Of course it doesn't pay to be nice all the time, regardless of how people treat you, because then you will just end up getting used. So it turned out that the smartest thing to do is to follow a strict tit-for-tat approach, aping whatever other people do to you. If they show you the finger, do the same, and in case they love you for that the next time they meet you, forgive their fickleness and reciprocate with enthusiasm.
The tit-for-tat algorithm won the competition every time it was conducted. So maybe the auto-wallas always encountered a swine of a customer just before encountering me... so they were still in swine-mode themselves, and some lucky swine after me got to deal with an auto-walla still in nice-guy mode. But my quick statistical analysis showed that half the auto-wallas I came across should have been nice then. It was not so. That perhaps is because of a subtle twist in the tit-for-tat algorithm that auto-wallas and programs competing in such competitions around the world would do well to learn. If you start by being horrible, you tend to get locked into a chain of being-horrible-ness, as others will also not be nice to you ever (for valid reason), thereby forcing you to not be nice yourself - to protect your own interests. You have to start out as a nice guy to win the most in the end.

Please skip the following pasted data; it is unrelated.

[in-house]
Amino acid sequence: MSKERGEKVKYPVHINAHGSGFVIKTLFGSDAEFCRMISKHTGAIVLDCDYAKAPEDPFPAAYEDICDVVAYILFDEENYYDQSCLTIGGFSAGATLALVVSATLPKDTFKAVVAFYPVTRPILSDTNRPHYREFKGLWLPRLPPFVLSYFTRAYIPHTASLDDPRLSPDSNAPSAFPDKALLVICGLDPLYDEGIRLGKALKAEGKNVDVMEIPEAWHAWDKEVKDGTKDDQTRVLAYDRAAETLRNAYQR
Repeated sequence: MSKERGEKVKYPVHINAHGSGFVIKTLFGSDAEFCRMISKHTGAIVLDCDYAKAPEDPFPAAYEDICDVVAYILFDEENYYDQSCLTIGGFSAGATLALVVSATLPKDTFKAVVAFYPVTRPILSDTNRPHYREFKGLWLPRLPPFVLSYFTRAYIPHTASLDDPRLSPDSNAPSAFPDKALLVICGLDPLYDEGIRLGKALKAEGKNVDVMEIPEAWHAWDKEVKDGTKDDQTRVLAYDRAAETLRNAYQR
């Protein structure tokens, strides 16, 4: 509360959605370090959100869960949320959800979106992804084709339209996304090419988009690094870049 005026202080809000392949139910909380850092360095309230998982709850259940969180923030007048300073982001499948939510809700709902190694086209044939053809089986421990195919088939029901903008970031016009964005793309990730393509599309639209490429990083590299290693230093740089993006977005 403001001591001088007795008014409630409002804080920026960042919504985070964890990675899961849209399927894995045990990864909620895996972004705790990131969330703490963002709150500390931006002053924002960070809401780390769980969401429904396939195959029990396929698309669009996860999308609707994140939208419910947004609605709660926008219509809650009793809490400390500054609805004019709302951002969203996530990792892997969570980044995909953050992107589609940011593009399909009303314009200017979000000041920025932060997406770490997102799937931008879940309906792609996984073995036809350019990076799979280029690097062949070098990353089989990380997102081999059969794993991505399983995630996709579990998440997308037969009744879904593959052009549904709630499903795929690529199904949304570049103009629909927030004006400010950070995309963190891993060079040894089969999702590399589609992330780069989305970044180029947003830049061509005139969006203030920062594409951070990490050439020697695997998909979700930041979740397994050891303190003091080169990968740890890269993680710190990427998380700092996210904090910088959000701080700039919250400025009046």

Watching the rest of the documentary also provided me another theory for why the auto guys in Bombay seem nice most of the time. It seems deep ocean fish are like Delhi auto drivers. When they see another fish, they eat them instead of saying Hello. The reason for this is that if you tend to have only one-off encounters with other people, being selfish is the best strategy for survival. Fish living near reefs tend to come across each other much more often, and for some reason don't eat each other as regularly, instead cooperating, and over time, evolving symbiotic relationships. So I reasoned that perhaps the wide open spaces of Delhi are responsible for the people there thinking they will never come in contact with the same individual again, so one may as well fleece them; whereas the congested conditions of Bombay meant running into the same customer was very likely, so it makes sense to be nice.
But then why Bangalore? Bangalore is kind of small and congested too. And auto-wallas here are exceptionally lazy and tend to just park in large groups near housing complexes - thereby maximizing the likelihood of serving the same customer again. So why would they behave like their Delhi cousins who cruise the wide open spaces of the national capital looking for unsuspecting prey?
After considerable further research into evolution, economics, and general human behavior, I have finally come to my conclusion - which is what prompted me to write this article.
The wide open spaces exist in their heads.